Statement on the Preliminary Findings of the St. Joseph’s Mission Residential School Investigation

The Indian Residential School History and Dialogue Centre stands in solidarity with and support of the Williams Lake First Nation (WLFN), and all impacted Indigenous communities and families, as the Nation continues to lead the ongoing investigation into missing former students of the St. Joseph Mission Residential School.

The WLFN has completed the first phase of its investigation into missing children and potential unmarked burials on the site of the former St. Joseph’s school and the Onward Ranch. Findings were announced today by Kúkpi7 (Chief) Willie Sellars and WLFN councillors. The technical investigation, which consisted of geophysical research including ground penetrating radar and magnetometry, identified 93 unmarked burials within the 14-hectare preliminary survey site. This phase-one investigation site represents a small portion of the entire 480-hectare area. In addition to the technical portion of the investigation, the WLFN is conducting extensive archival research and interviews with former students. These testimonials and records tell an exceedingly tragic story of the abuse and neglect suffered by the children that attended the St. Joseph’s Mission school.

“This is yet another heartbreaking moment for the survivors of residential schools and their families. We send our deepest condolences to Chief Sellars and his community, to the other communities and families whose children attended St. Joseph’s Mission School, and to all Indigenous peoples across Canada as they are once again faced with evidence of the atrocities of the residential school system, even as they try to piece together what happened to their relatives,” says Mary Ellen Turpel-Lafond, Academic Director of the Indian Residential School History and Dialogue Centre. “We support the Williams Lake First Nation’s assertion that the land should be returned to them, and that a complete set of records must be released in order that they can continue with a comprehensive investigation. This truth needs to be told fully for healing to take place. The truth of survivor testimony must be heard.”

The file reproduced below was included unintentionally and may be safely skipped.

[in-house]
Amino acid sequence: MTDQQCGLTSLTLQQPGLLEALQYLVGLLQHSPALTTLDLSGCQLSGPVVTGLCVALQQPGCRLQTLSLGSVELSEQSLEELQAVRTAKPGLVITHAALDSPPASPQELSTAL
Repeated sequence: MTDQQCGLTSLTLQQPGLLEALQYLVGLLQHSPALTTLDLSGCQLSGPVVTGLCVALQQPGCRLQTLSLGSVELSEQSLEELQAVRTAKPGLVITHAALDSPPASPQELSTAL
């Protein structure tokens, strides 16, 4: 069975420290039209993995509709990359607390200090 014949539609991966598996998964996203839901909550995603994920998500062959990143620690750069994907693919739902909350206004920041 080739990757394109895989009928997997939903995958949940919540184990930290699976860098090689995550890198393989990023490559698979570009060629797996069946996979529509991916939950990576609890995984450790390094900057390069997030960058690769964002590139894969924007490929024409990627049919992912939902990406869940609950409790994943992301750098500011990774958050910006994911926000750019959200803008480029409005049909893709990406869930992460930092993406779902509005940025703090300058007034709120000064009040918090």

Next steps for the WLFN will be to continue with the investigation, expanding on the physical search area, conducting additional survivor interviews, and continuing to request records and perform research and analysis. The Nation’s leadership’s greatest concern is for the wellbeing and safety of community members, and Chief Sellars encourages anyone needing support to reach out.

Former residential school students seeking wellness support can call the national, toll-free 24-hour crisis line at 1-866-925-4419. Additional wellness supports and resources can be found here.

More information:

A recording of the media conference can be found on the Williams Lake First Nation’s Facebook page.

Additional information about the St. Joseph’s Investigation, including survivor and media contacts, can be found on this Williams Lake First Nation webpage.

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